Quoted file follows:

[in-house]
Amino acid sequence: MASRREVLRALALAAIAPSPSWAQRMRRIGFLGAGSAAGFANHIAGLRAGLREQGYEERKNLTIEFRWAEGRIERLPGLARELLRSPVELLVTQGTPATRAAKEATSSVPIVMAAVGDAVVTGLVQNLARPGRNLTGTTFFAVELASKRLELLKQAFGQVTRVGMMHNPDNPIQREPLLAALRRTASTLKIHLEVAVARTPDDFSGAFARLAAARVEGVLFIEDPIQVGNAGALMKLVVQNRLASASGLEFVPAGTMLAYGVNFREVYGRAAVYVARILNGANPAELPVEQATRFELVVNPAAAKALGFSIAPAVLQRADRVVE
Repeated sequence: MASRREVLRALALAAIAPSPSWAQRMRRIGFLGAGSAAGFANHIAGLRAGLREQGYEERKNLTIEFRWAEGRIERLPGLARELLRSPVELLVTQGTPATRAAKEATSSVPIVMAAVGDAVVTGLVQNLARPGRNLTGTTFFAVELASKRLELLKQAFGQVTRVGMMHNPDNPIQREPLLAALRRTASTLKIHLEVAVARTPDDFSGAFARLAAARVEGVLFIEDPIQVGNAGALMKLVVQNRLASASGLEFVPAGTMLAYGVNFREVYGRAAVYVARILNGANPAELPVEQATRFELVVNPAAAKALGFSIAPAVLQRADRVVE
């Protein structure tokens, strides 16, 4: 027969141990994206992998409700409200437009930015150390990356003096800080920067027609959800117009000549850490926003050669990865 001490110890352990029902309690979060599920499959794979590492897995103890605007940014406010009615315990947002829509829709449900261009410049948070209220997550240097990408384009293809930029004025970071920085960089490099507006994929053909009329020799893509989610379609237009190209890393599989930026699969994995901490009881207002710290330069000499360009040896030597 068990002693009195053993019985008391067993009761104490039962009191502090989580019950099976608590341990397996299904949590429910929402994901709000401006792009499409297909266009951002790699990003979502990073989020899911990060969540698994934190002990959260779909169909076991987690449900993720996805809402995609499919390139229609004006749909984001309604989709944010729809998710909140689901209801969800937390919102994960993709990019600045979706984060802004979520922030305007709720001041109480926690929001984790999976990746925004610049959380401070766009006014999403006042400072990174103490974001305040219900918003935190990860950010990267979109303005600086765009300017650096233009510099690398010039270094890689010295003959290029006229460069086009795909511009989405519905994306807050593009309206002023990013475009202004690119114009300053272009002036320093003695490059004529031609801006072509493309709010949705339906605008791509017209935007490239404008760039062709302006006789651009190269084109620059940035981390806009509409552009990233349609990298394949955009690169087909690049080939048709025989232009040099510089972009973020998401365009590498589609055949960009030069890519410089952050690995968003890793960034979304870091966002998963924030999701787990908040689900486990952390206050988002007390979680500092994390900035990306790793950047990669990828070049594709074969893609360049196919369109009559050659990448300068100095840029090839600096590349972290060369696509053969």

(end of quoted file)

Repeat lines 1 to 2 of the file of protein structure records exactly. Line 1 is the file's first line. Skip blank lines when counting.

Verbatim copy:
[in-house]
Amino acid sequence: MASRREVLRALALAAIAPSPSWAQRMRRIGFLGAGSAAGFANHIAGLRAGLREQGYEERKNLTIEFRWAEGRIERLPGLARELLRSPVELLVTQGTPATRAAKEATSSVPIVMAAVGDAVVTGLVQNLARPGRNLTGTTFFAVELASKRLELLKQAFGQVTRVGMMHNPDNPIQREPLLAALRRTASTLKIHLEVAVARTPDDFSGAFARLAAARVEGVLFIEDPIQVGNAGALMKLVVQNRLASASGLEFVPAGTMLAYGVNFREVYGRAAVYVARILNGANPAELPVEQATRFELVVNPAAAKALGFSIAPAVLQRADRVVE